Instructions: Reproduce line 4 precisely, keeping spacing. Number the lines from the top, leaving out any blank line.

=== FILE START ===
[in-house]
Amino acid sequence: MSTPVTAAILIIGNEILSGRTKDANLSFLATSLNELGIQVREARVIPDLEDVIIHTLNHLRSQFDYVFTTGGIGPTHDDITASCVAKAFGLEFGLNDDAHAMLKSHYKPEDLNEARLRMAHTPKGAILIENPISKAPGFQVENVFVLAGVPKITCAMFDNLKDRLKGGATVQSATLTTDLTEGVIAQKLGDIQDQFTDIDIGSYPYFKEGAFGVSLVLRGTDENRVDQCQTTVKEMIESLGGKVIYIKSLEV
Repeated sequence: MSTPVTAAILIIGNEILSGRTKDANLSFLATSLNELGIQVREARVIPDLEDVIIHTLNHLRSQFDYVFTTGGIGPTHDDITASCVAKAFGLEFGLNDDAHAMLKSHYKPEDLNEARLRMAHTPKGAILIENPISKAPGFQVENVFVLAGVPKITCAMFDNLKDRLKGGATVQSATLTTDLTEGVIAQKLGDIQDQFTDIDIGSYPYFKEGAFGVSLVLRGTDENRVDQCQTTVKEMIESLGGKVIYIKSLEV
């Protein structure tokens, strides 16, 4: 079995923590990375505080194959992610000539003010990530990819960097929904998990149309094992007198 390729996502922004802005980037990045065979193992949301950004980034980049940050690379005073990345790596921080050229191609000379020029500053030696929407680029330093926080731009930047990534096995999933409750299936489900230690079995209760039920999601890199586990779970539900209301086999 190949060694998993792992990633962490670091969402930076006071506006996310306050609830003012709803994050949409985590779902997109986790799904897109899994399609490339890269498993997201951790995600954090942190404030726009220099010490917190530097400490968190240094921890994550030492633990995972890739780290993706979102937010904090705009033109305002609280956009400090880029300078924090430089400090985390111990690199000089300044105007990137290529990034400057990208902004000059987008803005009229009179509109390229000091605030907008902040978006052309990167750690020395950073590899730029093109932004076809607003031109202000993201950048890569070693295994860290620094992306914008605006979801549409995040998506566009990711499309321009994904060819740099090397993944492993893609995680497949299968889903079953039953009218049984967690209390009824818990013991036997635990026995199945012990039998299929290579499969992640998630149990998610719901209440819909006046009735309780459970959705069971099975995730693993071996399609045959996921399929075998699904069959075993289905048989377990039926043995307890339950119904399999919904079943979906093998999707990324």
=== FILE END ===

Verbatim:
């Protein structure tokens, strides 16, 4: 079995923590990375505080194959992610000539003010990530990819960097929904998990149309094992007198 390729996502922004802005980037990045065979193992949301950004980034980049940050690379005073990345790596921080050229191609000379020029500053030696929407680029330093926080731009930047990534096995999933409750299936489900230690079995209760039920999601890199586990779970539900209301086999 190949060694998993792992990633962490670091969402930076006071506006996310306050609830003012709803994050949409985590779902997109986790799904897109899994399609490339890269498993997201951790995600954090942190404030726009220099010490917190530097400490968190240094921890994550030492633990995972890739780290993706979102937010904090705009033109305002609280956009400090880029300078924090430089400090985390111990690199000089300044105007990137290529990034400057990208902004000059987008803005009229009179509109390229000091605030907008902040978006052309990167750690020395950073590899730029093109932004076809607003031109202000993201950048890569070693295994860290620094992306914008605006979801549409995040998506566009990711499309321009994904060819740099090397993944492993893609995680497949299968889903079953039953009218049984967690209390009824818990013991036997635990026995199945012990039998299929290579499969992640998630149990998610719901209440819909006046009735309780459970959705069971099975995730693993071996399609045959996921399929075998699904069959075993289905048989377990039926043995307890339950119904399999919904079943979906093998999707990324």